Vaping aerosols contain thousands of unknown chemicals and substances not disclosed by manufacturers, including industrial chemicals and caffeine, Johns Hopkins University researchers found.
The study is the first to apply to vaping liquids and aerosols an advanced fingerprinting technique used to identify chemicals in food and wastewater.
The results, just published in the journal Chemical Research in Toxicology, suggest people who vape are using a product whose risks have yet to be fully determined and could be exposing themselves to chemicals with adverse health effects.
Existing research that compared e-cigarettes with normal cigarettes found that cigarette contaminants are much lower in e-cigarettes. The problem is that e-cigarette aerosols contain other completely uncharacterized chemicals that might have health risks that we don’t yet know about. More and more young people are using these e-cigarettes and they need to know what they’re being exposed to.”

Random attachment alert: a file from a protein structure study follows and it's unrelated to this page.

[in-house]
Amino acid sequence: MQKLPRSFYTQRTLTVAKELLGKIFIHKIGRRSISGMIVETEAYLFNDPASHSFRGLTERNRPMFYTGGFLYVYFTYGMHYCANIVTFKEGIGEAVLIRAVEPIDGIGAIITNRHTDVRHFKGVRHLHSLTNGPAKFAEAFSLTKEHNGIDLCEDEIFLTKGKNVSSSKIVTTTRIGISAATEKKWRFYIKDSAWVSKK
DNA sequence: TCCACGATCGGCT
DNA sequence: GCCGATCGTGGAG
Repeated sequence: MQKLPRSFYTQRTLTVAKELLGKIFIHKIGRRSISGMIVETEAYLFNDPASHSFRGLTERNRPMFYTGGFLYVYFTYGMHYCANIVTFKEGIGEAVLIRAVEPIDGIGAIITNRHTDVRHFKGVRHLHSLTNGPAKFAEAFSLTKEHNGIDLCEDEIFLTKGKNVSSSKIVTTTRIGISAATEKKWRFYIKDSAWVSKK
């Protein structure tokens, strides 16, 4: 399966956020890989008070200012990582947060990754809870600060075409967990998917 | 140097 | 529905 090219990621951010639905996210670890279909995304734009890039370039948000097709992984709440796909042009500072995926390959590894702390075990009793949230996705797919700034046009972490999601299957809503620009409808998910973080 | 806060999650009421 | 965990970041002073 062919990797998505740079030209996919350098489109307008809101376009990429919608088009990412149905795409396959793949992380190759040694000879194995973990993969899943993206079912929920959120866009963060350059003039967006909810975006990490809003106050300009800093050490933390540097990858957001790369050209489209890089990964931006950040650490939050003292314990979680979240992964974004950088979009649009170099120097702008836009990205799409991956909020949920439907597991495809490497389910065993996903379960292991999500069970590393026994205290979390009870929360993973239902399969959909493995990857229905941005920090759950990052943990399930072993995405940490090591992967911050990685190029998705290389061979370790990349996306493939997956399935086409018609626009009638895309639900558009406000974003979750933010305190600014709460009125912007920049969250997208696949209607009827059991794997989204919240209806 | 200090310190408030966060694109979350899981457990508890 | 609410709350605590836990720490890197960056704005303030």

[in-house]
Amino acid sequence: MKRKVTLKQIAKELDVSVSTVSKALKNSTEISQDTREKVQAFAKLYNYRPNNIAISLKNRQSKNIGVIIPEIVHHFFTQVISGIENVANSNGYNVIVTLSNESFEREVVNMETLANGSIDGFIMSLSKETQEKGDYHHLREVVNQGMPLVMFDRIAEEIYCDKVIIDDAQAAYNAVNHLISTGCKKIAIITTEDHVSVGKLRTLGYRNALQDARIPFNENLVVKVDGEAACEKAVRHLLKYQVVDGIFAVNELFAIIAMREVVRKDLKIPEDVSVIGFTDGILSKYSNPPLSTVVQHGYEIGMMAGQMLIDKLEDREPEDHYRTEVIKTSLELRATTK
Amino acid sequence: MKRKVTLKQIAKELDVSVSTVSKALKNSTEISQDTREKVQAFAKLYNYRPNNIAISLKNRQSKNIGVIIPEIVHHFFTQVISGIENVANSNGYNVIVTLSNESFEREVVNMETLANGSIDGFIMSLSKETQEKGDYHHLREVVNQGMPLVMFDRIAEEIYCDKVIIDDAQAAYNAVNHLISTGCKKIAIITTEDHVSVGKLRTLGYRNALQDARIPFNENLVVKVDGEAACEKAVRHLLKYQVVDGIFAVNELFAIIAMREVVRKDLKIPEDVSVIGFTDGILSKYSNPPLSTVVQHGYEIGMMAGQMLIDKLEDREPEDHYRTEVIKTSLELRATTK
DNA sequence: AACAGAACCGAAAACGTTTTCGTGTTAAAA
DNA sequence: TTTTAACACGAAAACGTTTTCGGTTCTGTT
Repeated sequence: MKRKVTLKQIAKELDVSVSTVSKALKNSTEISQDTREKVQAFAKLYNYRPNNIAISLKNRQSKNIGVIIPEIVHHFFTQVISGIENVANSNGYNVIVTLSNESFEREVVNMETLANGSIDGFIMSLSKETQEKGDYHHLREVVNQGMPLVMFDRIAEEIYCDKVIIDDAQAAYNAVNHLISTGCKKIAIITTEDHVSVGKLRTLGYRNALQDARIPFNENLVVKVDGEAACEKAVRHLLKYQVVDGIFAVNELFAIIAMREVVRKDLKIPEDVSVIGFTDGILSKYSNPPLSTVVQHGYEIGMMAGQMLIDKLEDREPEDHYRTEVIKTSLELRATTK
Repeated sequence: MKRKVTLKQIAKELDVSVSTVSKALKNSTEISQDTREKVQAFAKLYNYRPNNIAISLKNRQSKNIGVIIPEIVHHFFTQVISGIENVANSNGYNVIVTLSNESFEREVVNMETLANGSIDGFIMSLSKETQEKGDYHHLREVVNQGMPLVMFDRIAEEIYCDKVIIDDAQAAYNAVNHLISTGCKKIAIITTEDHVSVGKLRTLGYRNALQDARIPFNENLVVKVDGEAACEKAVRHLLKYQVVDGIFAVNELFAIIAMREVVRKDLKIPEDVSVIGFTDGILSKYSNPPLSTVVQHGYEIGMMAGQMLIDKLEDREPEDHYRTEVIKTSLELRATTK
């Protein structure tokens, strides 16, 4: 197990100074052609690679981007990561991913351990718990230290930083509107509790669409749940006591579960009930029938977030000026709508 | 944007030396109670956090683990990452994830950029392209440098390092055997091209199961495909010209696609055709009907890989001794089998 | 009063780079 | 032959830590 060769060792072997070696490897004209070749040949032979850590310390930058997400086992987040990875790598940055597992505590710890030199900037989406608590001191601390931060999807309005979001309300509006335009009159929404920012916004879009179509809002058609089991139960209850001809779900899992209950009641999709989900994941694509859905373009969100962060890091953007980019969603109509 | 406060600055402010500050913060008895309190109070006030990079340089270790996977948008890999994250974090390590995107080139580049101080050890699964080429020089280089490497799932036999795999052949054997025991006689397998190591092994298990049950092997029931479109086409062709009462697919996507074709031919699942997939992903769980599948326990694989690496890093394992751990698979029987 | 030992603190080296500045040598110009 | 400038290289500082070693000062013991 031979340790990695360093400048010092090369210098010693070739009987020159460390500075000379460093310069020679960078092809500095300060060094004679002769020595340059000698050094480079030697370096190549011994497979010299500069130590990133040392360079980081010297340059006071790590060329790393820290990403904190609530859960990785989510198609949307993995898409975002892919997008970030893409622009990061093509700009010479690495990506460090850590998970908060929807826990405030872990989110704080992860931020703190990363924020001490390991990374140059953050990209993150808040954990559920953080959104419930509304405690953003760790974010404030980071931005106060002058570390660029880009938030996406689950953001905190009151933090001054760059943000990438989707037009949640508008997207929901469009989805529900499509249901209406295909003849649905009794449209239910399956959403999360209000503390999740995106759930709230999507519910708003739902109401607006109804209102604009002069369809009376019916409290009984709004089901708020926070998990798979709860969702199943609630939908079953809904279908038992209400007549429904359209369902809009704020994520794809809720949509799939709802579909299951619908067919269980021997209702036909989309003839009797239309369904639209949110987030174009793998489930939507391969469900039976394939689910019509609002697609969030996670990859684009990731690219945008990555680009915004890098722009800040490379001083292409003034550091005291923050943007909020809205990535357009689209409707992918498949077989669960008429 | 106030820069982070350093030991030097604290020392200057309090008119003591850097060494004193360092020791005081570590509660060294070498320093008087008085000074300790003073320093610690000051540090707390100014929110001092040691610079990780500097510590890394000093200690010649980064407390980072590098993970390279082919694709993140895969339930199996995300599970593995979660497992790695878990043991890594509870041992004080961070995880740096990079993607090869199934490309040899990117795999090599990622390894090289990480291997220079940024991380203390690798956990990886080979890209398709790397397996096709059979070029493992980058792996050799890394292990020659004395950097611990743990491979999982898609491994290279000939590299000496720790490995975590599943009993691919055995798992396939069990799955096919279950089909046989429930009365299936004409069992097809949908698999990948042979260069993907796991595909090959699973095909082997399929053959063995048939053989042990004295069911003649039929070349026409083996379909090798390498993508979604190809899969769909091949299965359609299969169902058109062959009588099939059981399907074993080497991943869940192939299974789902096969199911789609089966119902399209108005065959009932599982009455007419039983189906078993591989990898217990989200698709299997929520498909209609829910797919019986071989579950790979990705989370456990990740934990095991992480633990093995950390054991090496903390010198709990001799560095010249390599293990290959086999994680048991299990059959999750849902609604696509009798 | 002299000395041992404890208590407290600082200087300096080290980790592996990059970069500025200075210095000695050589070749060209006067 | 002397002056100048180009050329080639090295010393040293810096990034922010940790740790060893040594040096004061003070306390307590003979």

Carsten Prasse, senior author, assistant professor of environmental health and engineering at Johns Hopkins
Previous studies of e-cigarettes have looked specifically for evidence of the hazardous chemicals found in traditional cigarettes. But here the researchers performed a non-targeted analysis to explore the full range of chemicals both in the vaping liquid and the aerosols.
Using a chemical fingerprinting technique based on liquid chromatography/high-resolution mass spectrometry, never used on vape samples but used before to identify organic compounds in wastewater, food and blood, the team tested four popular products: Mi-Salt, Vuse, Juul and Blu. Although it’s possible to buy vaping products in hundreds of flavors, here for consistency they tested only tobacco flavored liquid.
Tehrani, M.W., et al. – News Medical Life Sciences – 2021-10-06.